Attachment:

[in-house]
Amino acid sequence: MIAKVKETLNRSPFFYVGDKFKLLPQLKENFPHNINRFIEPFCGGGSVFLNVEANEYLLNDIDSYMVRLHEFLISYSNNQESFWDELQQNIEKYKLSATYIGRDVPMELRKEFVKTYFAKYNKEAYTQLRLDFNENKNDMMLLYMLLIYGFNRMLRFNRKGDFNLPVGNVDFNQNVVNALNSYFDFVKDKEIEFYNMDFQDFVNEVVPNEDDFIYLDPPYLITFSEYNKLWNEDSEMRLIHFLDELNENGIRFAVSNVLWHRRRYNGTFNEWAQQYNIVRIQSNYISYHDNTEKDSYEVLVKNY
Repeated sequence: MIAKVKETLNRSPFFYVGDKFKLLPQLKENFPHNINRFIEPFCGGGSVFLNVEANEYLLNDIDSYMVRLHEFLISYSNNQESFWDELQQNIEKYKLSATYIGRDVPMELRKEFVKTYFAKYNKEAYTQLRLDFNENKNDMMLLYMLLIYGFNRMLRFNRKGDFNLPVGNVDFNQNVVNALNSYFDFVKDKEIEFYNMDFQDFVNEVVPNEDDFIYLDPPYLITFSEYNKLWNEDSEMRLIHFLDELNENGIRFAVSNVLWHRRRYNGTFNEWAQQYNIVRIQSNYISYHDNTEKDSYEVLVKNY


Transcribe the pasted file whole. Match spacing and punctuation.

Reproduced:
[in-house]
Amino acid sequence: MIAKVKETLNRSPFFYVGDKFKLLPQLKENFPHNINRFIEPFCGGGSVFLNVEANEYLLNDIDSYMVRLHEFLISYSNNQESFWDELQQNIEKYKLSATYIGRDVPMELRKEFVKTYFAKYNKEAYTQLRLDFNENKNDMMLLYMLLIYGFNRMLRFNRKGDFNLPVGNVDFNQNVVNALNSYFDFVKDKEIEFYNMDFQDFVNEVVPNEDDFIYLDPPYLITFSEYNKLWNEDSEMRLIHFLDELNENGIRFAVSNVLWHRRRYNGTFNEWAQQYNIVRIQSNYISYHDNTEKDSYEVLVKNY
Repeated sequence: MIAKVKETLNRSPFFYVGDKFKLLPQLKENFPHNINRFIEPFCGGGSVFLNVEANEYLLNDIDSYMVRLHEFLISYSNNQESFWDELQQNIEKYKLSATYIGRDVPMELRKEFVKTYFAKYNKEAYTQLRLDFNENKNDMMLLYMLLIYGFNRMLRFNRKGDFNLPVGNVDFNQNVVNALNSYFDFVKDKEIEFYNMDFQDFVNEVVPNEDDFIYLDPPYLITFSEYNKLWNEDSEMRLIHFLDELNENGIRFAVSNVLWHRRRYNGTFNEWAQQYNIVRIQSNYISYHDNTEKDSYEVLVKNY